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How this illustrator taught herself how to run a business

May 25, 2021 | Published by Faire

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Christina Chun at her NYC studio
Photo by Lindsey Swedick

In recognition of Asian American and Pacific Islander (AAPI) Heritage Month, we’ve been sharing the work and stories of some of the incredible AAPI-owned businesses in our community. Earlier this month, we highlighted the children’s hair accessories company Bows Arts and the stress-reducing beverage makers at Droplet

Today, in appreciation of the final week of AAPI Heritage Month, we’re featuring Forage Paper Co—a stationery business out of Austin, Texas. We spoke with owner Christina Chun about a life full of illustrating and the learning curves of business ownership.

A career in illustration 

Christina Chun has spent most of her life drawing. She’s loved illustrating since childhood, and the importance of handmade gifts and greeting cards was instilled in her from an early age. “My mom taught me to bring a card to every party growing up,” she said. “She would say, ‘You don’t have a gift? That’s fine, but bring a card.’” 

Christina attended college for illustration, where she spent 4 years learning about art and the craftsmanship of design. “When I graduated, I felt unemployable because I didn’t know how that degree would translate,” she said. However, she quickly found success as a freelance editorial illustrator. During her freelance career, she provided illustrations for The New York Times, The Los Angeles Times, and even children’s books. All the while, she continued creating her own illustrations inspired by nature’s beauty and gifting them to friends and family.

Over time, Christina began displaying her handmade greeting cards online, and she was surprised to find that customers—and even retailers—were placing consistent orders. Finally, after 10 years working as a freelance editorial illustrator, she decided to take the leap and start her own business from her home in Oakland, CA in 2015. “I always found working for myself to be so much more fulfilling,” Christina said. “I wanted to pursue my own illustrations and find my own style.” Opening Forage Paper was a perfect way to blend Christina’s passion for illustrating with her love of stationery. She hoped her greeting cards would help keep the tradition of snail mail alive, and that her art would help others rekindle the joy of putting pen to paper. 

Forage Paper Co. greeting cards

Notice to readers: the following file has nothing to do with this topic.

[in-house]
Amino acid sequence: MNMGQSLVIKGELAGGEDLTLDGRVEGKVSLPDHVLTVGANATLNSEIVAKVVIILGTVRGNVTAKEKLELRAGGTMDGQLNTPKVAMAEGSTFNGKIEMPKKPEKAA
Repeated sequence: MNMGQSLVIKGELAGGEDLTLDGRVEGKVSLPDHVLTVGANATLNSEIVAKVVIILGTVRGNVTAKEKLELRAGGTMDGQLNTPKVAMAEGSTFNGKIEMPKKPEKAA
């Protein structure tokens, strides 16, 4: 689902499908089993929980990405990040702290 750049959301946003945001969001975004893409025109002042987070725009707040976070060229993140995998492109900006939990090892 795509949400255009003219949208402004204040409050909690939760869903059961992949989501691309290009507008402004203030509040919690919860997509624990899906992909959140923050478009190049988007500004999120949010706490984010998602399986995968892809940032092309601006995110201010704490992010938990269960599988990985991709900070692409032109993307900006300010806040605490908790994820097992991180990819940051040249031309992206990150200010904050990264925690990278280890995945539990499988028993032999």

Learning on the go

Despite her formal education and successful editorial career, Christina found herself with little knowledge or training on starting her own business. But she was no stranger to hard work. “My Korean parents immigrated to this country for a better life for me and my sister,” she said. “Hustle is a part of my DNA.” Christina put that hustle to use and learned everything she needed to know to succeed. She turned to customer feedback for ideas on what would sell and learned the ins and outs of the stationery world through independent research and trial-and-error. 

“The learning curve was everything from finding the right manufacturer to packaging for wholesale, she said. “I just had to learn on the go.” She taught herself how to create her own website, how to create a catalog of work, and how to adapt to the strict yearly calendar of a greeting card business. She even personally pitched her work to stores in all fifty states. “I had a Google spreadsheet of who to reach out to,” she recalled. “I just worked my way down the list, sending them all emails and mailing catalogs with samples of my cards to stores.” Since the company’s founding, Christina has successfully secured the placement of Forage Paper products at hundreds of shops nationwide, from small local businesses to stores like West Elm and Paper Source. 

Today, aside from a few seasonal contractors, Christina still largely runs the business herself. She begins every project the same way she always has—with simple sketches in her notebook inspired by everyday beauty. She hopes her continued hard work will set a positive example for her son. “I love being able to show him that I’ve built my business from the ground up with my own hands,” she said.  

Supporting entrepreneurs and the AAPI community

For any hopeful entrepreneurs, Christina’s advice is to not be afraid to stray away from the norm. “You can easily get caught up in a linear career path and think ‘this is how it should go,’” Christina said, “But there’s a lot of fulfillment in starting your own business.” She’s encouraged by the amount of positive leadership in the Asian-American community right now, and to Asian-American entrepreneurs, she advises, “You can do it, too. There’s no ceiling you can’t break.”

When it comes to supporting other Asian-American artists and makers, Christina says to think about how and where you spend your money. “How you spend your money shows where your heart is,” she said. Start small—beginning with your local community—and support the Asian-owned businesses near you. 

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